Pakistan Information Minister Fawad Chaudhry has said that his country was planning to provide visa-free access to Sikh pilgrims from India to visit Gurdwara Kartarpur Sahib. In an interview to BBC, the minister said that a special corridor will be built from the Indian border to the gurdwara to enable Sikh pilgrims to visit the gurdwara. "They will have to buy a ticket to go back", he added.
It is not yet clear whether this facility will be a permanent one or is only meant for the 550th birth celebrations of Guru Nanak Dev . It was at Kartarpur that the founder of Sikh religion breathed his last and a gurdwara was built in 1559 on the banks of Ravi, hardly three km away from the border.
If Pakistan opens the corridor and provides visa-free access to Indian pilgrims, it will surely be a welcome step. Guru Nanak Dev stayed in Kartarpur for nearly 18 years. This holy gurdwara is visible from the border, and thousands of Sikh pilgrims pay obeisance every day from this side of the border. BSF jawans, who are posted there, regularly clear long grass near the border to enable pilgrims to watch the gurdwara clearly. If visa-free access is allowed it will be a first welcome step towards normalizing bilateral relations by the Imran Khan government.
It was Pakistan army chief Gen. Qamar Javed Bajwa who had promised Punjab minister Navjot Singh Sidhu at Imran Khan's swearing-in ceremony that his country was planning to open the Kartarpur corridor. However, on Thursday, Gen Bajwa, while addressing a Defence Day ceremony warned that his army would "avenge the blood that has been spilled on the border". He was referring the casualties near the Line Of Control.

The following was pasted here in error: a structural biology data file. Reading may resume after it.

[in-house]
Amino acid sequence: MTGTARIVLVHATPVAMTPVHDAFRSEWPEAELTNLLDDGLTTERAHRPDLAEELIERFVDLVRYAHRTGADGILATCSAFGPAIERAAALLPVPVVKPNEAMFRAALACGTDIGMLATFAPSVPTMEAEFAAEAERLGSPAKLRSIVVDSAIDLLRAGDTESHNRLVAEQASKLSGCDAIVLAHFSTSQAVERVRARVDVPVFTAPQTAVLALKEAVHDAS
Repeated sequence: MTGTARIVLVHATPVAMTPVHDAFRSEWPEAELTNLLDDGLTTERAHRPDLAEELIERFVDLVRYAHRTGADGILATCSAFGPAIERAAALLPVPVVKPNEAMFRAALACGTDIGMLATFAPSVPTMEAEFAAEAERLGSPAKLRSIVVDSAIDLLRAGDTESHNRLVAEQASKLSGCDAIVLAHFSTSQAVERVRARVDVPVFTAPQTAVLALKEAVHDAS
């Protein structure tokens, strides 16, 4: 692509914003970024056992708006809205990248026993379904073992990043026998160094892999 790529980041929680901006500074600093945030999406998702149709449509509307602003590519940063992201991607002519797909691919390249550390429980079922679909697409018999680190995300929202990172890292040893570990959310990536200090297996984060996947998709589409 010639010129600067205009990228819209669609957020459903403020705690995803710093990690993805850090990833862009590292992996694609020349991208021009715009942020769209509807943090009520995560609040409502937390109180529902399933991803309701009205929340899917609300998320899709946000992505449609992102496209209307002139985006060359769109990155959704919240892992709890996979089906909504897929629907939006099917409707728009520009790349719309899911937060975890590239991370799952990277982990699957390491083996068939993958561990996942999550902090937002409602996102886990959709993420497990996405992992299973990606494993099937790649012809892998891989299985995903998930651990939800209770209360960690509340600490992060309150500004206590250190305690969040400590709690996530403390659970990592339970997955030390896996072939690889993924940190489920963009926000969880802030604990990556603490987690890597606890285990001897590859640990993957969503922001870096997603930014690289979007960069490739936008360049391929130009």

For the last several days, there had been media reports that Gen Bajwa was in favour of resuming dialogue with India, but his remark about "revenge" gives a totally different impression. The General may have said this in order to boost the morale of his troops, but this remark certainly does not augur well for normalizing relations between both countries.
There have been media reports about the army and the Pakistan Prime Minister Imran Khan having a cosy relationship, and these appear to be true. Imran Khan had said at the same ceremony that Pakistan was not going to fight any other country's war. His reference was to Pakistan providing help to the US in fighting its war in Afghanistan. The Pakistani leader might have made this remark for domestic consumption, but the fact remains that the country is fast sliding into a terrible economic crisis and is in dire need of international financial assistance.
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